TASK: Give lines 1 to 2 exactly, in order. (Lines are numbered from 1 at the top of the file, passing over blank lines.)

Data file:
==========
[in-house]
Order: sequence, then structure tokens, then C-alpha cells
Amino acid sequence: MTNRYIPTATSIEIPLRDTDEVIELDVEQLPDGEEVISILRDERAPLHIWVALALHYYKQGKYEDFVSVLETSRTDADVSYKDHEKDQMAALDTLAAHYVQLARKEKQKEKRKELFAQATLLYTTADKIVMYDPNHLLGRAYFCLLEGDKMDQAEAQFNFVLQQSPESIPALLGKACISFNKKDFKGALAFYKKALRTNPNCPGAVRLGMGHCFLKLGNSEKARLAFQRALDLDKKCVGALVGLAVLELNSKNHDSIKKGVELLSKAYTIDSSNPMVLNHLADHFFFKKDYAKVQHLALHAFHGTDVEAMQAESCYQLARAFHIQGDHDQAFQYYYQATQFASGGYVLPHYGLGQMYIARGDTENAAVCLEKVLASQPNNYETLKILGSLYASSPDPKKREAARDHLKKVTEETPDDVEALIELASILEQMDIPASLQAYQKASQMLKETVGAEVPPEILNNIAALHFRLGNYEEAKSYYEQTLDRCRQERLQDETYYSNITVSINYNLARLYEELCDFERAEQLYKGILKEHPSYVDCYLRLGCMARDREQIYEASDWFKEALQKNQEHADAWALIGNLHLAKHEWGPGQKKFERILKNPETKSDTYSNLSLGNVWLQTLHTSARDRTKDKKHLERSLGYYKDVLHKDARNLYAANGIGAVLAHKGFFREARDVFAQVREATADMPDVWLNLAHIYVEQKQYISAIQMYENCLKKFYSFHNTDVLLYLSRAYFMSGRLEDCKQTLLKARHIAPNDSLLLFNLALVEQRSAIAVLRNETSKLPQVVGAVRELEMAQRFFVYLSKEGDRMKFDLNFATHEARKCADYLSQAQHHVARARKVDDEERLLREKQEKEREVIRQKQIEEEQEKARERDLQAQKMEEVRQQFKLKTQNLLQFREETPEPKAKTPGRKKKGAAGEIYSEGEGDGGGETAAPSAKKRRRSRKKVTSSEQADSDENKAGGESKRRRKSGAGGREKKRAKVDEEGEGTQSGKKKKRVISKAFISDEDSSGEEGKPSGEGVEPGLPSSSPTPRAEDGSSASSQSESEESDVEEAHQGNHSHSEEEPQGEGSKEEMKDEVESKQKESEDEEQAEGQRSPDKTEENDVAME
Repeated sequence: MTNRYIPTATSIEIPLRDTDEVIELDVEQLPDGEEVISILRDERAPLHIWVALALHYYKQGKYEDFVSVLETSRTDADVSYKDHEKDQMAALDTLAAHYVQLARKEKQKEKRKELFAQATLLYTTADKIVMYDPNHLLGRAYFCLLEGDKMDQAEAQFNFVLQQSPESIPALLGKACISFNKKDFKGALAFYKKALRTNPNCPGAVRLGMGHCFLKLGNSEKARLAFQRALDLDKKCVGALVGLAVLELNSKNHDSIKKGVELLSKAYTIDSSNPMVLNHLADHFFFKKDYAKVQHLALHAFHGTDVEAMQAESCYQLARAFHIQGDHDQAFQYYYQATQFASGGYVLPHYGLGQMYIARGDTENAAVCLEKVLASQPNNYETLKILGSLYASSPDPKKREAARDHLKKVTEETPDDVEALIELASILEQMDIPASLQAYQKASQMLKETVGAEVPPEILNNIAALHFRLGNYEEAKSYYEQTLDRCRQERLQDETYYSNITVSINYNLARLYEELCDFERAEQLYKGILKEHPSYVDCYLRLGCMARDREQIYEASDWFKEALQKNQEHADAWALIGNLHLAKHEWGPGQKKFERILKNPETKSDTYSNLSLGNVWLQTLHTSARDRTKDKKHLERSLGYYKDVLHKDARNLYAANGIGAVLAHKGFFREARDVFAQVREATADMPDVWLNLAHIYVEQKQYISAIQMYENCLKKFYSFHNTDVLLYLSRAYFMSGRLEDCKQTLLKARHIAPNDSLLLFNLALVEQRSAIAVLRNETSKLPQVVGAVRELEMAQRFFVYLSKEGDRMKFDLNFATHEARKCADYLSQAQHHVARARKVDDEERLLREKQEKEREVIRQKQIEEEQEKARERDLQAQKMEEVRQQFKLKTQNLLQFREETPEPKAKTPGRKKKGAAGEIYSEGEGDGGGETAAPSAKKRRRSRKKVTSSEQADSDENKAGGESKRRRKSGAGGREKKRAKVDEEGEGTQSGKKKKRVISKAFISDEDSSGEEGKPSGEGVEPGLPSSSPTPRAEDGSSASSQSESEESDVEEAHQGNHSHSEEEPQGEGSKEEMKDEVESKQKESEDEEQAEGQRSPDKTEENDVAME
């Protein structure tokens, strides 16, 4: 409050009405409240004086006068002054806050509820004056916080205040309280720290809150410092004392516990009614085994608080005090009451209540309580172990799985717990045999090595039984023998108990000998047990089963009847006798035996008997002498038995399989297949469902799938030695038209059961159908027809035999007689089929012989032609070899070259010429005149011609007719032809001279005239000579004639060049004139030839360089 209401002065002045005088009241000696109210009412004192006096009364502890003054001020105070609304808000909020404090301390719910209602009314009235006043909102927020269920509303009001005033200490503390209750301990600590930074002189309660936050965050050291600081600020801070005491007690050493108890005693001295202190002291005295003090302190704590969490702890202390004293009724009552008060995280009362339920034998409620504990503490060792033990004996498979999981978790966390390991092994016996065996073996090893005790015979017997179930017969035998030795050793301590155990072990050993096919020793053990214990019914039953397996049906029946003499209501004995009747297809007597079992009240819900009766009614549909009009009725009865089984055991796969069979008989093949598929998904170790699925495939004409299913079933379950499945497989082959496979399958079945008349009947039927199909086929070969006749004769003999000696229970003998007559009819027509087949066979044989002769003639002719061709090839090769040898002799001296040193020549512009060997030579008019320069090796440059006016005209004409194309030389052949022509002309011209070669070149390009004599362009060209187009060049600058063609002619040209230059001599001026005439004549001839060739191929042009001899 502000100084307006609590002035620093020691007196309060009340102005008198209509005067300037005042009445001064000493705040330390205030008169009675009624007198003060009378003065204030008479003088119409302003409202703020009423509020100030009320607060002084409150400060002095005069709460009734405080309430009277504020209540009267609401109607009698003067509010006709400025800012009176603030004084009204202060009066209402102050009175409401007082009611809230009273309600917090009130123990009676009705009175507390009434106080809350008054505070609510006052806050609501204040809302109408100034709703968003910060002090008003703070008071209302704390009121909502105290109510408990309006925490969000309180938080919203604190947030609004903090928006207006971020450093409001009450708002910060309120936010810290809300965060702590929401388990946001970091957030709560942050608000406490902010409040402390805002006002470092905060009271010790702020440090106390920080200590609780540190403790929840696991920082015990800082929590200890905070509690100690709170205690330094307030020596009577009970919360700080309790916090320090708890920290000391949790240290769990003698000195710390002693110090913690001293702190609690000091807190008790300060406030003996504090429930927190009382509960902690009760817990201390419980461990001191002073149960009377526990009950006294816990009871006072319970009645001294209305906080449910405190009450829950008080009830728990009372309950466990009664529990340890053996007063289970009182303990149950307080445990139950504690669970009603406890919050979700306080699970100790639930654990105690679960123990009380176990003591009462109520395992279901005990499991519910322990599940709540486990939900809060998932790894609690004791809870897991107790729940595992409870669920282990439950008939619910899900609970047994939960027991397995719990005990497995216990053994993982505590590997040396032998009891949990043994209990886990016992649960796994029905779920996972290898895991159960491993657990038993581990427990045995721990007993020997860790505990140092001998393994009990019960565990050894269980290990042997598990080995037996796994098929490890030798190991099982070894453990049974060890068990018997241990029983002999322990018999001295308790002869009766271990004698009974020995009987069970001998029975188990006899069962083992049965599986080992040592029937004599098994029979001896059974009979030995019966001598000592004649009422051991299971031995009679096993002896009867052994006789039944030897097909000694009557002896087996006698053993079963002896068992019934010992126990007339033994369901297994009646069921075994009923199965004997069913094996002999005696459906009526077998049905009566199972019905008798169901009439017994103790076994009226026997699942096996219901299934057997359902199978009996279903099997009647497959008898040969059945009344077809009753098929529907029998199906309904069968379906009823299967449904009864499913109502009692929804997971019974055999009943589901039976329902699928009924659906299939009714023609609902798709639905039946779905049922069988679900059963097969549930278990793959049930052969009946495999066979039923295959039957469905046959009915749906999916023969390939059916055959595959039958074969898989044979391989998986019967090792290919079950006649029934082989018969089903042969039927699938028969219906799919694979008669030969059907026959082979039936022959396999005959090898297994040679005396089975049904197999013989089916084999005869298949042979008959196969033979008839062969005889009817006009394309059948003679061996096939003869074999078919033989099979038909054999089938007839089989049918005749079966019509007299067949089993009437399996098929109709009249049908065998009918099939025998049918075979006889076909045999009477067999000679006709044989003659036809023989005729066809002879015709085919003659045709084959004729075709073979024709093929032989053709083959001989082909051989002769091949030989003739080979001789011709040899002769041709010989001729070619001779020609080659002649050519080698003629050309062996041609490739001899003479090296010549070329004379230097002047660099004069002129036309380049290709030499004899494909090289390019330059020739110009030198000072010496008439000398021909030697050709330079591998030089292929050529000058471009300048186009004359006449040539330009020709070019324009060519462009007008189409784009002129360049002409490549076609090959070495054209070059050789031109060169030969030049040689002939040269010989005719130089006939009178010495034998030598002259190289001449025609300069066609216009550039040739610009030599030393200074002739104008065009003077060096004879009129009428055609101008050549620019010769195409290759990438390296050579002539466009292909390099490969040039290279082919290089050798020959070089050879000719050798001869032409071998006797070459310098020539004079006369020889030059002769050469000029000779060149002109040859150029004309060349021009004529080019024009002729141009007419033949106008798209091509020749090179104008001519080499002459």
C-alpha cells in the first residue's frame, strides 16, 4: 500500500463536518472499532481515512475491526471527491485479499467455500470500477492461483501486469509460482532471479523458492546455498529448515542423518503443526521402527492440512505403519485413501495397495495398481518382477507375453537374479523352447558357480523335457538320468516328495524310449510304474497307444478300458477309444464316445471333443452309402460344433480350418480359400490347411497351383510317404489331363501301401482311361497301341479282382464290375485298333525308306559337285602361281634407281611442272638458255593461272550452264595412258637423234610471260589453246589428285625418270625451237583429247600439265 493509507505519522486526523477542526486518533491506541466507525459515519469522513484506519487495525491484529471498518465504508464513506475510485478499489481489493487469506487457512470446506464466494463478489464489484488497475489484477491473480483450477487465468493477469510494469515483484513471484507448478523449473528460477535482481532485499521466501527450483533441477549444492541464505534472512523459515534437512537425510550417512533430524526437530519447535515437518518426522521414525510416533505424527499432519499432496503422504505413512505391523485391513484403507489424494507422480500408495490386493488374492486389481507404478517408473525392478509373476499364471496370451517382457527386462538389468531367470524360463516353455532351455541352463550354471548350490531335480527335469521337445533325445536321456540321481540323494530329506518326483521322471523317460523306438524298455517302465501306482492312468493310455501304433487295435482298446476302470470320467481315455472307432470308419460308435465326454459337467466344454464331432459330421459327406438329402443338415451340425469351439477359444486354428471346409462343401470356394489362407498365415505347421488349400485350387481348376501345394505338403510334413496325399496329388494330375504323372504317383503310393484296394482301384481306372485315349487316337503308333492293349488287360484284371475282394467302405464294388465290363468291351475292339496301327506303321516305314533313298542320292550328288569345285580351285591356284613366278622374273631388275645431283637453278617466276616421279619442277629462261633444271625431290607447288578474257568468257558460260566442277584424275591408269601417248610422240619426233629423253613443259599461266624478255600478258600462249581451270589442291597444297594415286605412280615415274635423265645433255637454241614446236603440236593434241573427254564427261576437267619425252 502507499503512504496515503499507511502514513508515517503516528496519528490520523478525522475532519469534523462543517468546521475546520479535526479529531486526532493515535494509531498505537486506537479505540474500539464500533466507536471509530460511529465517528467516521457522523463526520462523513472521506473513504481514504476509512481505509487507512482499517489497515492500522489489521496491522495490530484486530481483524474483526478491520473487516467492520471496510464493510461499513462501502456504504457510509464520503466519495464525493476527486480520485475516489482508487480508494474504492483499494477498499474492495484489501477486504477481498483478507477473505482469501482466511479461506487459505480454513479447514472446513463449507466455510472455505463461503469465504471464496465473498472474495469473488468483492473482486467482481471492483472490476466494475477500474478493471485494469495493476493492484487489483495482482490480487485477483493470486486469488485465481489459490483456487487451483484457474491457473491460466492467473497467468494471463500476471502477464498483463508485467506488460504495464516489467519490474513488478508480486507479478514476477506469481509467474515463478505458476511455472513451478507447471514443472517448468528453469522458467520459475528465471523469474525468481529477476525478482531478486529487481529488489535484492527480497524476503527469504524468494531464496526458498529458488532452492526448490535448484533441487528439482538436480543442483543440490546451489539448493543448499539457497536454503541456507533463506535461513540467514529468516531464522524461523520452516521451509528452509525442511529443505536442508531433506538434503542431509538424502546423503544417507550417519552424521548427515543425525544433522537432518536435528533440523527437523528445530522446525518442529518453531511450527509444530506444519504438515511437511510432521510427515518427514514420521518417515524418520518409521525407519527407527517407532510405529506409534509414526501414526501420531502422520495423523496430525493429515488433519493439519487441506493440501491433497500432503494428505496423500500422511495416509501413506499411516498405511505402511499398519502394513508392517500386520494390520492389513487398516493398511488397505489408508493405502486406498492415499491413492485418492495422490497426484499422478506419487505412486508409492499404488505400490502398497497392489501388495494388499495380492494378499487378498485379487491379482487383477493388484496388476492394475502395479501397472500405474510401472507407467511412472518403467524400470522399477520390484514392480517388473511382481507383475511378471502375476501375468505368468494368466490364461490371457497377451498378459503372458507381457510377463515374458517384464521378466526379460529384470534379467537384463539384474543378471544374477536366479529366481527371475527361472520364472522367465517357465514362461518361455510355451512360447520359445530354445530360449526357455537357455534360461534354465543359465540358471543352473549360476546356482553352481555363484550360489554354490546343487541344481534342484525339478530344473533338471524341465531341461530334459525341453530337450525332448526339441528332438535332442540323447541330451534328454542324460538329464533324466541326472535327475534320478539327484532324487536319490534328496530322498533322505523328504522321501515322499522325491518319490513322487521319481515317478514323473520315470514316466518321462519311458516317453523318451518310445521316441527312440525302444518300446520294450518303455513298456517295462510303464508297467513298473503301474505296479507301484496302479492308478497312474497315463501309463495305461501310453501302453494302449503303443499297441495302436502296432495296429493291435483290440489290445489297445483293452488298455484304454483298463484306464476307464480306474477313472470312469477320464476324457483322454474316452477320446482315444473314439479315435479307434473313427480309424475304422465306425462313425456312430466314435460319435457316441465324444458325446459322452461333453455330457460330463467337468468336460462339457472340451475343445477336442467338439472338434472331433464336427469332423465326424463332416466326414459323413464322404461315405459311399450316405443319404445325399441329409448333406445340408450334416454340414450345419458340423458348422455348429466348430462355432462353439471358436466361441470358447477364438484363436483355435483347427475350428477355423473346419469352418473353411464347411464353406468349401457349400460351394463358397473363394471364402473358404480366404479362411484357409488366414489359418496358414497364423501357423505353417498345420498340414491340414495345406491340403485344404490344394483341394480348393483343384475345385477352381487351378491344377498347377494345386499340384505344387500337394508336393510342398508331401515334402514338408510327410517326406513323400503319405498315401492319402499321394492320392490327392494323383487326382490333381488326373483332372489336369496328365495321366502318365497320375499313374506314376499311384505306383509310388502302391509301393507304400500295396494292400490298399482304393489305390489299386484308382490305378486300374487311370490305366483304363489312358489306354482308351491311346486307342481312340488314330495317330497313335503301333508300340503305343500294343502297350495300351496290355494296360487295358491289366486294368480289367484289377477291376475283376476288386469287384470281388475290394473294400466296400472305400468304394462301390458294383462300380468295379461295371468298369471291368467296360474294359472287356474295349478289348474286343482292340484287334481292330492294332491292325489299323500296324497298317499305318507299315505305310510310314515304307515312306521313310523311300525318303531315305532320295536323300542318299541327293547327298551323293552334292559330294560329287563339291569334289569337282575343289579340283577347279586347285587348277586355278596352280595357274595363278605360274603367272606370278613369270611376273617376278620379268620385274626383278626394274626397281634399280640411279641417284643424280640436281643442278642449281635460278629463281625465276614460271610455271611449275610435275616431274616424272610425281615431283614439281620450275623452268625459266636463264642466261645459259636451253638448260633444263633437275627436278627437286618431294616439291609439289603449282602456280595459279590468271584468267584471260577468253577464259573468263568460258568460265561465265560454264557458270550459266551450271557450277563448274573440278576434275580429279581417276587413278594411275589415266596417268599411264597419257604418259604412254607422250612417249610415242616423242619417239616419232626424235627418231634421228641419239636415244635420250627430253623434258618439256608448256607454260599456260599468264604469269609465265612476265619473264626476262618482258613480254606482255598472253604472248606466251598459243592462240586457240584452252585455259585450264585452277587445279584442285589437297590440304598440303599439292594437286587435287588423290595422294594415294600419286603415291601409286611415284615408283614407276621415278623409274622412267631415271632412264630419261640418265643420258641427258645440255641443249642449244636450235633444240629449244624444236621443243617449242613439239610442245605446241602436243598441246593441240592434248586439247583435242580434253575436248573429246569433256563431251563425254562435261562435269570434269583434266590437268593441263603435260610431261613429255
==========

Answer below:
[in-house]
Order: sequence, then structure tokens, then C-alpha cells